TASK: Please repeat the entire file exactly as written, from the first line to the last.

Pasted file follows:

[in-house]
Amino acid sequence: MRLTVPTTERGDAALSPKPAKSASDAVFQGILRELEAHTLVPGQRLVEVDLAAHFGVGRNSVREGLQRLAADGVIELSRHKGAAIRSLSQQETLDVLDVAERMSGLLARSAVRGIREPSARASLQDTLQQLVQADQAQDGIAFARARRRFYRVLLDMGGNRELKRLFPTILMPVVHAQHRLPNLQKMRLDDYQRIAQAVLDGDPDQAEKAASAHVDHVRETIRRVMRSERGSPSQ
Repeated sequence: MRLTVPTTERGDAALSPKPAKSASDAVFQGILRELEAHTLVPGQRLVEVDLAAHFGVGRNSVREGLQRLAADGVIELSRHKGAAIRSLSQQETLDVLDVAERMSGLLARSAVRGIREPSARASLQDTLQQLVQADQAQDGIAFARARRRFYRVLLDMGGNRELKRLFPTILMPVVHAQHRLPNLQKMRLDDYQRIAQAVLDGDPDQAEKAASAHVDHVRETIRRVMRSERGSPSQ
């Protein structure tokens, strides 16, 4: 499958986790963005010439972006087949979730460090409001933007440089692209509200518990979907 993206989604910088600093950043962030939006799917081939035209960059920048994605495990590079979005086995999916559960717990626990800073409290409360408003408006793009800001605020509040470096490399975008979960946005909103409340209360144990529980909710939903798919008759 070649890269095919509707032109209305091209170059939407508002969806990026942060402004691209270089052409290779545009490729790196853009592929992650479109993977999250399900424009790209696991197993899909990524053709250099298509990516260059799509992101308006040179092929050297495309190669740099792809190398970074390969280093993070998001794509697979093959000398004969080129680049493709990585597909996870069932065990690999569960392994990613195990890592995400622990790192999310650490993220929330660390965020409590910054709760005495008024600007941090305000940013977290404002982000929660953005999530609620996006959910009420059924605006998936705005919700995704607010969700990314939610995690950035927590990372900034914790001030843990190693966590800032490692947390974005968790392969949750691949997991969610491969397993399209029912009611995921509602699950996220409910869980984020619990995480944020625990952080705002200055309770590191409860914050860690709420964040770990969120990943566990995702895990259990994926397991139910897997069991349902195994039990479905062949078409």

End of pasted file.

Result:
[in-house]
Amino acid sequence: MRLTVPTTERGDAALSPKPAKSASDAVFQGILRELEAHTLVPGQRLVEVDLAAHFGVGRNSVREGLQRLAADGVIELSRHKGAAIRSLSQQETLDVLDVAERMSGLLARSAVRGIREPSARASLQDTLQQLVQADQAQDGIAFARARRRFYRVLLDMGGNRELKRLFPTILMPVVHAQHRLPNLQKMRLDDYQRIAQAVLDGDPDQAEKAASAHVDHVRETIRRVMRSERGSPSQ
Repeated sequence: MRLTVPTTERGDAALSPKPAKSASDAVFQGILRELEAHTLVPGQRLVEVDLAAHFGVGRNSVREGLQRLAADGVIELSRHKGAAIRSLSQQETLDVLDVAERMSGLLARSAVRGIREPSARASLQDTLQQLVQADQAQDGIAFARARRRFYRVLLDMGGNRELKRLFPTILMPVVHAQHRLPNLQKMRLDDYQRIAQAVLDGDPDQAEKAASAHVDHVRETIRRVMRSERGSPSQ
């Protein structure tokens, strides 16, 4: 499958986790963005010439972006087949979730460090409001933007440089692209509200518990979907 993206989604910088600093950043962030939006799917081939035209960059920048994605495990590079979005086995999916559960717990626990800073409290409360408003408006793009800001605020509040470096490399975008979960946005909103409340209360144990529980909710939903798919008759 070649890269095919509707032109209305091209170059939407508002969806990026942060402004691209270089052409290779545009490729790196853009592929992650479109993977999250399900424009790209696991197993899909990524053709250099298509990516260059799509992101308006040179092929050297495309190669740099792809190398970074390969280093993070998001794509697979093959000398004969080129680049493709990585597909996870069932065990690999569960392994990613195990890592995400622990790192999310650490993220929330660390965020409590910054709760005495008024600007941090305000940013977290404002982000929660953005999530609620996006959910009420059924605006998936705005919700995704607010969700990314939610995690950035927590990372900034914790001030843990190693966590800032490692947390974005968790392969949750691949997991969610491969397993399209029912009611995921509602699950996220409910869980984020619990995480944020625990952080705002200055309770590191409860914050860690709420964040770990969120990943566990995702895990259990994926397991139910897997069991349902195994039990479905062949078409």